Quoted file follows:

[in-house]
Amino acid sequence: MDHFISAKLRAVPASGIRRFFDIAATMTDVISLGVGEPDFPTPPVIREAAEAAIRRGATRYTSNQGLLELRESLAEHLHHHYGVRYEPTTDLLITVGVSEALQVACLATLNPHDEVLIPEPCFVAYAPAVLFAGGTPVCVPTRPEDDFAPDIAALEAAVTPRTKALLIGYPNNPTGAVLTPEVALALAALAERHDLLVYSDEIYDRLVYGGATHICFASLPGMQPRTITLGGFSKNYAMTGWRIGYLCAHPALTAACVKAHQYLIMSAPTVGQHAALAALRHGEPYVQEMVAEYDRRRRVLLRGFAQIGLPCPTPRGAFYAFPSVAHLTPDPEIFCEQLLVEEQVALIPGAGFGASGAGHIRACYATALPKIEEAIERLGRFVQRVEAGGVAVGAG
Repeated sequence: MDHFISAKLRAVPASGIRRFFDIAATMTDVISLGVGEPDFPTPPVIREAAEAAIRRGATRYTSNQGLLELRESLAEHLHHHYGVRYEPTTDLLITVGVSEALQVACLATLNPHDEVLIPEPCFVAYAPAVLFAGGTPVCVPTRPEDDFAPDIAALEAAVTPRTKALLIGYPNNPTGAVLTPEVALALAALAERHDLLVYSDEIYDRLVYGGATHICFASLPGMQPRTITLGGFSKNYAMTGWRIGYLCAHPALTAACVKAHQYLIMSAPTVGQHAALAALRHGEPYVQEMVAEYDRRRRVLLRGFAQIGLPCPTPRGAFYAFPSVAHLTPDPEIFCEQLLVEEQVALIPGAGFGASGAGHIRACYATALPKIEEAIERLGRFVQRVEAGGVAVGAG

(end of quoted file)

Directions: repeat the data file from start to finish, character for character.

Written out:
[in-house]
Amino acid sequence: MDHFISAKLRAVPASGIRRFFDIAATMTDVISLGVGEPDFPTPPVIREAAEAAIRRGATRYTSNQGLLELRESLAEHLHHHYGVRYEPTTDLLITVGVSEALQVACLATLNPHDEVLIPEPCFVAYAPAVLFAGGTPVCVPTRPEDDFAPDIAALEAAVTPRTKALLIGYPNNPTGAVLTPEVALALAALAERHDLLVYSDEIYDRLVYGGATHICFASLPGMQPRTITLGGFSKNYAMTGWRIGYLCAHPALTAACVKAHQYLIMSAPTVGQHAALAALRHGEPYVQEMVAEYDRRRRVLLRGFAQIGLPCPTPRGAFYAFPSVAHLTPDPEIFCEQLLVEEQVALIPGAGFGASGAGHIRACYATALPKIEEAIERLGRFVQRVEAGGVAVGAG
Repeated sequence: MDHFISAKLRAVPASGIRRFFDIAATMTDVISLGVGEPDFPTPPVIREAAEAAIRRGATRYTSNQGLLELRESLAEHLHHHYGVRYEPTTDLLITVGVSEALQVACLATLNPHDEVLIPEPCFVAYAPAVLFAGGTPVCVPTRPEDDFAPDIAALEAAVTPRTKALLIGYPNNPTGAVLTPEVALALAALAERHDLLVYSDEIYDRLVYGGATHICFASLPGMQPRTITLGGFSKNYAMTGWRIGYLCAHPALTAACVKAHQYLIMSAPTVGQHAALAALRHGEPYVQEMVAEYDRRRRVLLRGFAQIGLPCPTPRGAFYAFPSVAHLTPDPEIFCEQLLVEEQVALIPGAGFGASGAGHIRACYATALPKIEEAIERLGRFVQRVEAGGVAVGAG